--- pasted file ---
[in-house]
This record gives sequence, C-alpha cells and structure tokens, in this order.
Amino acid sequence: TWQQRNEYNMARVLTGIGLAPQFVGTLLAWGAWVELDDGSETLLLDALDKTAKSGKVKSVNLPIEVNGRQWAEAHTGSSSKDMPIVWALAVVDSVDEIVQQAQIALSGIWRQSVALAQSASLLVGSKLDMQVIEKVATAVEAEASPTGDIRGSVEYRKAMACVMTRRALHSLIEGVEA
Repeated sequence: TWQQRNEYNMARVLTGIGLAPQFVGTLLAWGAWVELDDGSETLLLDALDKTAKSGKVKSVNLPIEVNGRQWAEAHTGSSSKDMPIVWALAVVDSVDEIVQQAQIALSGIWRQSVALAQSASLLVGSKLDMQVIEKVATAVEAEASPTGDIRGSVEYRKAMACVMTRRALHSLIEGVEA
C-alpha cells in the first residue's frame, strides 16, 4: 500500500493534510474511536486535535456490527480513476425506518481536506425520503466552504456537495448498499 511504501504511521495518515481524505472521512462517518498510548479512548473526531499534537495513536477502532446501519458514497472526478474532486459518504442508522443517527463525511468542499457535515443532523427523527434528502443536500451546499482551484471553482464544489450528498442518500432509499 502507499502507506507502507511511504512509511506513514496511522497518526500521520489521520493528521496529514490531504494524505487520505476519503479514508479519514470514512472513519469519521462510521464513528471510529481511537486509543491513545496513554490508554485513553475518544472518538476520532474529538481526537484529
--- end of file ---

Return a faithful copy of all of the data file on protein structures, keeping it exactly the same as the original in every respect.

[in-house]
This record gives sequence, C-alpha cells and structure tokens, in this order.
Amino acid sequence: TWQQRNEYNMARVLTGIGLAPQFVGTLLAWGAWVELDDGSETLLLDALDKTAKSGKVKSVNLPIEVNGRQWAEAHTGSSSKDMPIVWALAVVDSVDEIVQQAQIALSGIWRQSVALAQSASLLVGSKLDMQVIEKVATAVEAEASPTGDIRGSVEYRKAMACVMTRRALHSLIEGVEA
Repeated sequence: TWQQRNEYNMARVLTGIGLAPQFVGTLLAWGAWVELDDGSETLLLDALDKTAKSGKVKSVNLPIEVNGRQWAEAHTGSSSKDMPIVWALAVVDSVDEIVQQAQIALSGIWRQSVALAQSASLLVGSKLDMQVIEKVATAVEAEASPTGDIRGSVEYRKAMACVMTRRALHSLIEGVEA
C-alpha cells in the first residue's frame, strides 16, 4: 500500500493534510474511536486535535456490527480513476425506518481536506425520503466552504456537495448498499 511504501504511521495518515481524505472521512462517518498510548479512548473526531499534537495513536477502532446501519458514497472526478474532486459518504442508522443517527463525511468542499457535515443532523427523527434528502443536500451546499482551484471553482464544489450528498442518500432509499 502507499502507506507502507511511504512509511506513514496511522497518526500521520489521520493528521496529514490531504494524505487520505476519503479514508479519514470514512472513519469519521462510521464513528471510529481511537486509543491513545496513554490508554485513553475518544472518538476520532474529538481526537484529